Workers laud University’s work on day care options



The University is considering expanding day care opportunities for its workers and graduate students, Yale administrators said last week.

The move drew praise from leaders of Yale’s unions and the Graduate Employees and Students Organization, who have challenged the University in recent years to enhance its day care options. The University currently subsidizes five Yale-affiliated child-care centers, but, unlike other schools, does not offer any direct child-care subsidies for Yale’s faculty, graduate students and unionized workers.

Yale Provost Susan Hockfield said her office is working on a proposal to increase the availability of sponsored child-care services in the Yale community.

“[It] will both get a more accurate estimate of the need and bring forth proposals for addressing those needs,” Hockfield said. “[Day care] is something that we’re working on very hard right now.”

Officials representing Locals 34 and 35 — Yale’s largest unions, which represent about 4,000 clerical, technical, service and maintenance employees — said they are pleased with the University’s progress in the day care issue.

“If Yale is, in fact, seriously considering or planning to settle some kind of a deal and create day care availability for employees here, we certainly would be most pleased to hear that,” Local 34 President Laura Smith said. “It would certainly [be a] wonderful victory for those of us who have fought for this for so many years.”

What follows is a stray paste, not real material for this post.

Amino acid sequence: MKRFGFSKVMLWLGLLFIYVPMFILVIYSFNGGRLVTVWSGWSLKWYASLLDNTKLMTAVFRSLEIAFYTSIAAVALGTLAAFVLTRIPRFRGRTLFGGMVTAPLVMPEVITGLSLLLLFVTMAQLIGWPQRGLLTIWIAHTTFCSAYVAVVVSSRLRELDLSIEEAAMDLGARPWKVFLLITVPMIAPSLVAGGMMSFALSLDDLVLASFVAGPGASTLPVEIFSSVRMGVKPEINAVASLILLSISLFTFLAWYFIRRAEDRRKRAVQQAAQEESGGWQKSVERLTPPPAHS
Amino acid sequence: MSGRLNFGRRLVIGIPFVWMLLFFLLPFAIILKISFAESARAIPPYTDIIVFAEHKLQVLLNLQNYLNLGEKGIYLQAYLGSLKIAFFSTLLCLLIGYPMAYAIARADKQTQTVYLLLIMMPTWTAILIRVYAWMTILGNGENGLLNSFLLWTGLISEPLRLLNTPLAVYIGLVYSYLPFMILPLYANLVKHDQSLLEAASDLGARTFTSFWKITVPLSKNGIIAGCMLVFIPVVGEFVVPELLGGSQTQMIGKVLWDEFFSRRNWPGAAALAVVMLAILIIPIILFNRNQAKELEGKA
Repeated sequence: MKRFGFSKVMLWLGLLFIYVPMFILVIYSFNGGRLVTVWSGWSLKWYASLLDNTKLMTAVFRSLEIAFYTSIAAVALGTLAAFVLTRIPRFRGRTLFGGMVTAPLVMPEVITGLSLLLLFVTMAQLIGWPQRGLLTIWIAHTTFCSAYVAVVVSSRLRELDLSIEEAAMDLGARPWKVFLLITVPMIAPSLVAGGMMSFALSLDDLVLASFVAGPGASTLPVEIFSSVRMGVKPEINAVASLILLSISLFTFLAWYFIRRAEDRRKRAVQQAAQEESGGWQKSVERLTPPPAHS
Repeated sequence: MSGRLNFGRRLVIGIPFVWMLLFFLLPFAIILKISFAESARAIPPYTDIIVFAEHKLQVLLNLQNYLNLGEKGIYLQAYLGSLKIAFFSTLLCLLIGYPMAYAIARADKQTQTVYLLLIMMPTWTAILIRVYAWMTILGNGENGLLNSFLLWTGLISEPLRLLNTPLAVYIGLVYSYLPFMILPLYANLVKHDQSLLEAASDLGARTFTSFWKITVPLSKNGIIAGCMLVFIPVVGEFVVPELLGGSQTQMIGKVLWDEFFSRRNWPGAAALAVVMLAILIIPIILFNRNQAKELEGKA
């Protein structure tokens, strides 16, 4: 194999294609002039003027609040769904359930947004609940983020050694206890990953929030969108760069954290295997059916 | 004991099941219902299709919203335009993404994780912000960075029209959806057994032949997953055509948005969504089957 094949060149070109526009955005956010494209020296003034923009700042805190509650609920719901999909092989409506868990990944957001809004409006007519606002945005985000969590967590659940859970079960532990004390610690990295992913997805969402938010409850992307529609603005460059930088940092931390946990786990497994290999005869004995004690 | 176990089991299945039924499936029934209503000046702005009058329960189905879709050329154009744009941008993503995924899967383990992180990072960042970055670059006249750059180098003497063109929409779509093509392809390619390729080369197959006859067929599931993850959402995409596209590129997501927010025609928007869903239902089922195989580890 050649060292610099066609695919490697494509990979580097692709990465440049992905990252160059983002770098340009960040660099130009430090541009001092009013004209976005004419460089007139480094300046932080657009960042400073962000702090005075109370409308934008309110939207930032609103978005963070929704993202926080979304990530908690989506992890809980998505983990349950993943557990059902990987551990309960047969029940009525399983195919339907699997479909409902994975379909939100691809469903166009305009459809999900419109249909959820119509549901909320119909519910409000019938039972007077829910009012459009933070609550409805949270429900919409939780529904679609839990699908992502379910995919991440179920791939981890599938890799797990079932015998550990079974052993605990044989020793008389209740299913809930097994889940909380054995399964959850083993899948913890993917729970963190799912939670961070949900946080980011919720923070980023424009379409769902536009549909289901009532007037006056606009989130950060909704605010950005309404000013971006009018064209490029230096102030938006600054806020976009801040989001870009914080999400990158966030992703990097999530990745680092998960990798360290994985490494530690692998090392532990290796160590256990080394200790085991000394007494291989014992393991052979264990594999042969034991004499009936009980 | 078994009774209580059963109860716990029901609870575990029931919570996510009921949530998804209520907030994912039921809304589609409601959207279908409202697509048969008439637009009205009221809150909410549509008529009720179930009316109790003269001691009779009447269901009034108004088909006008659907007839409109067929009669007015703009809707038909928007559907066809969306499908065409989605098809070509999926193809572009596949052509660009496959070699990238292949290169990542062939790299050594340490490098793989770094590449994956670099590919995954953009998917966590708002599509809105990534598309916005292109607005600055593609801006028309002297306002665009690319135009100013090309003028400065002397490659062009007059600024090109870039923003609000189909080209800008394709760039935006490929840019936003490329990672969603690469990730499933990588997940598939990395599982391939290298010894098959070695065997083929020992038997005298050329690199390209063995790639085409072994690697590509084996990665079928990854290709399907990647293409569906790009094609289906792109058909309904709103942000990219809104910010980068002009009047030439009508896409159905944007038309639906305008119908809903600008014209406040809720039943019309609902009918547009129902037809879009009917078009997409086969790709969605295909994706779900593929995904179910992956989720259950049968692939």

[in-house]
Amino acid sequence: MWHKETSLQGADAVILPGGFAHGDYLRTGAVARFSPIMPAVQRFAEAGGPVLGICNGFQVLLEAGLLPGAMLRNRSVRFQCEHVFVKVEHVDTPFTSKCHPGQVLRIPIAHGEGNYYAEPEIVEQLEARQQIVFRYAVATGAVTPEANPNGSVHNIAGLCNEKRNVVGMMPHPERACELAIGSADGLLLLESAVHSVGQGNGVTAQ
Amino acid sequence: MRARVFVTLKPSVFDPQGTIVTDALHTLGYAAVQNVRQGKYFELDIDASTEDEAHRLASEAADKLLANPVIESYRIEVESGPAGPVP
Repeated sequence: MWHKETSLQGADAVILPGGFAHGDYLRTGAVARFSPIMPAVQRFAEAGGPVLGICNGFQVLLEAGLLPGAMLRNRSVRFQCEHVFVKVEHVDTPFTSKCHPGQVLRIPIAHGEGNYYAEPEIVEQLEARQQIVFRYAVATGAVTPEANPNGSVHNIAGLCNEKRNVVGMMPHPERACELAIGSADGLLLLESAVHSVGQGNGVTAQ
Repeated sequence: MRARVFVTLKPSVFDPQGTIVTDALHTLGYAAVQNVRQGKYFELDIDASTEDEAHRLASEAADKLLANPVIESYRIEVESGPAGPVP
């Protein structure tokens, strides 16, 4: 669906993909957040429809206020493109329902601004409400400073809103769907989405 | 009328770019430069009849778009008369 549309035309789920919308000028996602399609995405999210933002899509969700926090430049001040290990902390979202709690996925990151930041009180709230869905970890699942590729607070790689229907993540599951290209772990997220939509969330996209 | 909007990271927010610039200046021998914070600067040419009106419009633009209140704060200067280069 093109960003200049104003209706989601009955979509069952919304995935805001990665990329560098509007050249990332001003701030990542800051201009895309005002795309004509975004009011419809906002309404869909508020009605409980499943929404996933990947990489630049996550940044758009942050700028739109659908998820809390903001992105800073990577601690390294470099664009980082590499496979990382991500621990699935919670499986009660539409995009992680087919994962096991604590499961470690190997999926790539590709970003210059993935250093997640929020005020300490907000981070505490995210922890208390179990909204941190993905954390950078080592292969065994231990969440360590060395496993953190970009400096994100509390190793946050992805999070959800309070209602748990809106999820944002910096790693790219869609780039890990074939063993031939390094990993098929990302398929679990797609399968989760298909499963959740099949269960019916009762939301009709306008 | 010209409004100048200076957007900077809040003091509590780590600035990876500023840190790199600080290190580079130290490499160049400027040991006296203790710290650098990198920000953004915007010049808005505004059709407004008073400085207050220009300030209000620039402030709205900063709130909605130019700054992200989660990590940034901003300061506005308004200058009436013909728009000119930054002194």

GESO spokeswoman Kate Clancy GRD ’07 said she is “excited” by the University’s move and said she hopes Yale offers its workers and graduate students “affordable day care.”

“Many of us get paid $16,000 a year or less, but it costs $20,000 a year to find any decent day care in the city, so parents end up going into tons of debt,” Clancy said.

Graduate School Dean Peter Salovey said in an e-mail that he continues to work with the Graduate Student Assembly — the Graduate School’s elected student representative council — on various issues relating to graduate students and their families. Salovey said the University will consider the interests of graduate students when reevaluating its child-care policies.

Yale Deputy Provost Stephanie Spangler said in addition to sponsoring five child-care centers, the University maintains a child-care coordinator to assist Yale families.

“We’re pretty sure we’re going to need to add more Yale-affiliated slots, but at the same time we’re trying to look at our whole program and see what makes sense in terms of affordability and availability,” Spangler said.

Clancy said she would like to see the University, union and GESO leaders collaborate in a joint-committee to negotiate a new child-care policy.

GESO conducted an informal survey of about 700 graduate students last summer and published its findings last September in a report on child-care at Yale. In the report, called “Baby Blue,” GESO calls on the University to offer a “comprehensive response to the challenges facing parents.”

The report says that day care is “one of the most nagging issues” graduate students face because of its limited availability and high expenses. GESO says it would like to have “drop-in day care” on campus for graduate students.

Last December, 500 GESO supporters rallied for increased child-care benefits at the Women’s Table on Cross Campus. Following the Dec. 10, 2003, rally, more than 100 female protesters were arrested for civil disobedience when they formed a woman symbol in the intersection of High and Elm Streets. The rally was the largest campus labor protest since Yale’s unions settled contracts Sept. 18, 2003, following a three-week strike.

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